Archive | July, 2007

Untangling the Tour de France Dope Stories

31 Jul

So the 2007 Tour is finally finished. Time for me to return to this blog’s normal topics of telecommunications billing, with specific emphasis on reports generation, postpaid offline rating, journaling, and – new for August – general ledgers! (Are the new viewers gone yet?). Yes, the ’07 Tour may only be a memory, but the dope stories will last a lifetime. Seriously.

Latest contestant in the Shame Game is Iban Mayo, who I was really hoping would fade slowly into obscurity after his stellar ’03 TdF, just so I could avoid ever seeing this headline again. The Basque, in case you’d forgotten, was over the testosterone line at the Giro, but is just naturally so manly that it wasn’t a problem. The UCI wasn’t fooled by this excuse, probably because they’d heard it a few times before. Too bad Mayo is a “rider with a high salary” and thus, according to his team director, couldn’t possibly be guilty.

All these positives have the French calling for tougher sanctions. But really, should riders have less incentive to confess? A confessed doper knows how people dope, how people beat dope tests, and what signs dopers show. But a rider faced with a lifetime ban plus a one-year’s-salary fine has an overwhelming incentive to deny, deny, deny. Doping trials cost everyone time and money, hurt the reputation of the sport and further reinforce the “what, me dope?” culture. The entire nation of Kazakhstan is apparently willing to back a story that a hard impact to the knees can somehow introduce foreign blood cells into the body; wouldn’t the whole world be better off if Vino’ had a reason to confess?

Take the Sinkewitz case. Rather than string things dishonestly along for almost a year, like another twenty-something cyclist we could name, Sinkewitz has opted to forego his B-sample, and has explained in relative detail how and why he cheated (apparently, it really is as straightforward as explained by Joe Papp, another doper-turned-witness). Now cyclists and fans can see that the tests work, that a constant state of denial is not the automatic response, and that David Millar isn’t the only who can take a suspension and return clean. Do you think knowing that there might be something in it for him didn’t help Stinky come clean?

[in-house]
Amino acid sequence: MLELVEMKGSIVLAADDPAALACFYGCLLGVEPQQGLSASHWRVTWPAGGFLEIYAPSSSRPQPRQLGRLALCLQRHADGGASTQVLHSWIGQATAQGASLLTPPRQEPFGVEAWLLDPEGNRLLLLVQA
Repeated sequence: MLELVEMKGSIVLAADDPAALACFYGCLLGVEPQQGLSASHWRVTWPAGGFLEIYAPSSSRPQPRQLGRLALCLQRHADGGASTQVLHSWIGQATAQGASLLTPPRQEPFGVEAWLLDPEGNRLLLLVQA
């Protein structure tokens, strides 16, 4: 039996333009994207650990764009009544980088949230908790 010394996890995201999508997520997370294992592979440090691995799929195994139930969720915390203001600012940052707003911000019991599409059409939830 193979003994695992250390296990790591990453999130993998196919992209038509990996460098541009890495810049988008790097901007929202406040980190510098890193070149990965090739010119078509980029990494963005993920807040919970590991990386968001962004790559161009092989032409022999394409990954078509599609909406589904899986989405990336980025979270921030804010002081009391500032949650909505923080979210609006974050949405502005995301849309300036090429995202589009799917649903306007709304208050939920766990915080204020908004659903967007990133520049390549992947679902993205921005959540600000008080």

Tour de France '07 – And Now We Can Sleep

30 Jul

Yes, after 24 hours of on-and-off 503 errors, I am finally able to make my last post on the 2007 Tour. The finish, despite the cagey “maybe I will, maybe I won’t” attitude of Cadel Evans, and rumors of a mass protest, was a confirmation win for Danielle Bennati. His Lampre team hadn’t been having the best race, but they dug hard on the final circuits to bring back the obligatory escape attempt, and the Italian turned a botched Quick.Step lead out (Sebastien Rosseler going hell for leather at 400m, while Tom Boonen launching his own sprint about 6 wheels back) into victory.

For GC considerations, yesterday was mostly about “what ifs” – what if Levi hadn’t gotten that 10 second penalty? What if Michael Rogers hadn’t crashed out in Stage 8? For me, the biggest question was what if Contador didn’t have Rasmussen to work with on the stages where he put time into Evans? Could the Australian possibly have bled 23 fewer seconds on one of those long, Pyrenian ascents if Contador hadn’t had the questionable performances of The Chicken to assist him?

That’s the tricky thing with cycling – one doped rider can have a myriad of cascading effects on the entire results sheet. Kind of like how when one moronically oversimplified doping story breaks in the mainstream press, dozens more are sure to follow. While I was pleasantly surprised and even entertained by the Versus coverage this year, especially by a very much improved Al Trautwig, the steady burble of uninformed “cyclists are dopers” stories from the nether regions of the popular press – even from allegedly reputable publications – really rubbed me the wrong way. But as Dirk Demol once said, I will have my sporting revenge.

Tour de France '07 – A Hopefully Truthful Race

28 Jul

So that was a pretty good TT. Leipheimer riding like a man possessed, Cadel Evans looking like a wounded beast, and Contador feeding Evans slack the whole way, knowing all along that he had plenty to give. In the end, the Top 3 remained unchanged, but the tight time gaps (:31 between first and third) made for some dramatic finishes.